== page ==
TB: What will it take for social media to gain acceptance within the healthcare community, to the extent that blogs (and other tactics) are adopted?
PL: This will happen very slowly. It is not a field that encourages open expressions of feelings or positions.
TB: What would you tell other healthcare organizations and physicians who are considering launching a blog?
PL: Be prepared for a great adventure.
About Beth Israel Deaconess Medical Center
One of the nation's preeminent academic medical centers, providing state-of-the-art clinical care, research, and teaching in affiliation with Harvard Medical School. Licensed for about 600 beds, BIDMC annual clinical and research revenues are in excess of $1 billion. Overseen by a 20-member Board of Directors and with a staff of over 6,000 FTEs and a medical staff of over 700 physicians in thirteen clinical departments.
Thanks to Nick Jacobs for the intro to Paul Levy; another example of blog networking.


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Toby Bloomberg
President of Atlanta-based Bloomberg Marketing

Toby is passionate about helping companies create strategies that harness the power of social media communications. She believes that social media marketing can go steps beyond traditional offline/online marketing to create corner grocery store relationships with customers and other stakeholders.

She works with organizations to develop traditional/new social media integrated marketing plans that result in reaching business and marketing goals/objectives. Toby also spends lot of her time on the road speaking to marketers at conferences and company sponsored workshops about the importance of businesses taking an active role in these new conversations.

She made blogs and blogging understandable. Her presentation was fun, informative rich and I'd recommend Toby to anyone interested in getting the scoop on blogging. Lorin R. Robinson, 3M

Toby’s main squeeze blog, Diva Marketing was required reading for several higher ed marketing courses: University of Delaware, Atlanta Art Institute, Bentley College and the University of Missouri-Columbia.

Find Toby Blogging at:
Diva Marketing
Blogger Stories
BlogHer
Business Blog Consultant
The Medical Blog Network
Corante Marketing Network

..and of course Marketing Profs!

She services on the boards of the Atlanta Interactive Marketing Association, American Marketing Association and is a teaching artist for the Alliance Theatre. Toby holds a degree from Emerson College and has performed post-baccalaureate studies at Emory University.

Although she now calls Atlanta home - with her Westie pup Max - Toby is a Yankee from Boston who still loves ice cones with chocolate jimmies.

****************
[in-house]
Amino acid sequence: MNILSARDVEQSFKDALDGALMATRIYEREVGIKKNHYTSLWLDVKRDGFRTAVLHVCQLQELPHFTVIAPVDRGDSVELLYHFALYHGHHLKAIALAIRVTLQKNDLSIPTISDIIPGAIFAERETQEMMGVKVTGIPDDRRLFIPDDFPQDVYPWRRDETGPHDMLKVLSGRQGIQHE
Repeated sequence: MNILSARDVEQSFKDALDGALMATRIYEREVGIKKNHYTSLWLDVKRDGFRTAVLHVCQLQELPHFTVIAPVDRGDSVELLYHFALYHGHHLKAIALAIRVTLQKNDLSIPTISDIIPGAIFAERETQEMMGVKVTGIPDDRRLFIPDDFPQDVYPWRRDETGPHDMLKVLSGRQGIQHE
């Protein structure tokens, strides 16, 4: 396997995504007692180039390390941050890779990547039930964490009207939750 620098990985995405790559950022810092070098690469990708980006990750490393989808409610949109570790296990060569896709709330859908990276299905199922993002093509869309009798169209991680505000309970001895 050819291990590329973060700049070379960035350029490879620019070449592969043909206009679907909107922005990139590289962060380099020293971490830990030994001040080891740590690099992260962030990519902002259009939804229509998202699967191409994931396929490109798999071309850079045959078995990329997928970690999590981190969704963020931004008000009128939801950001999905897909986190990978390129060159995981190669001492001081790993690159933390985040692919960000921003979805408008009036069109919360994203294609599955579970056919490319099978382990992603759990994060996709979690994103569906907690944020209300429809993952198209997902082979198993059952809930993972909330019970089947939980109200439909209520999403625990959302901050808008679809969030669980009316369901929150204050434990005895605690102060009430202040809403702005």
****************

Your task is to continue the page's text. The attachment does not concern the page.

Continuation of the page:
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Comments

  • by Lewis Green Wed Jul 11, 2007 via blog

    Toby, Wonderful and insightful. In the corporate world I managed communications, and the following statement is always true: "Dunno. I'm not sure it matters that much, but if it were an official organ of the hospital, I would probably feel compelled to have all posts reviewed by our General Counsel, press office, and other people inside the hospital. That would make it hard for me to write and post something at 5am or 10pm, when I do my writing." Frankly, I can't see that changing. So running a personal blog may be the only way that social media can be open and honest when coming out of a corporate environment.

  • by Valeria Maltoni Wed Jul 11, 2007 via blog

    Toby: I particularly like this line: "Why should the hospital be a repository? If we were, then we would have to have blogging policies! That seems inherently contradictory to the idea of social media." It shouldn't. The hospital's job is to be a good hospital not to be a social media place. Well said.

  • by Toby Wed Jul 11, 2007 via blog

    Lewis and Valeria - Thanks for your comments. Until the culture of an organization is conducive to embracing social media, including understanding the risks and then finding ways to mitigate those risks, a personal "side step" blog is the way to go. Paul's blog is a great example of how to successful make that happen.

  • by CK Wed Jul 11, 2007 via blog

    Great piece and subject, Toby (and Paul!). I was so pleased to see Paul just jump on using his blog to help future doctors and healthcare leaders--and to set a fine model for other current leaders in so doing. Just goes to show how many points of value a two-way communications vehicle offers. I've shown several of my clients Paul's blog and it has helped open minds and lower resistance. So thanks to Paul for that, too ;-).

  • by Ann Handley Wed Jul 11, 2007 via blog

    " I was so pleased to see Paul just jump on using his blog to help future doctors and healthcare leaders--and to set a fine model for other current leaders in so doing." I completely agree, CK.. and nice interview, Toby. In my view, Paul is the poster child for CEOs in social media. I recognize that it can be scary and intimidating for corporate leaders -- but Paul does a very nice job in guiding the path. Kudos to you, Paul.

  • by Paul Levy Thu Jul 12, 2007 via blog

    Many thanks, Ann, and to others, too, for your kind comments.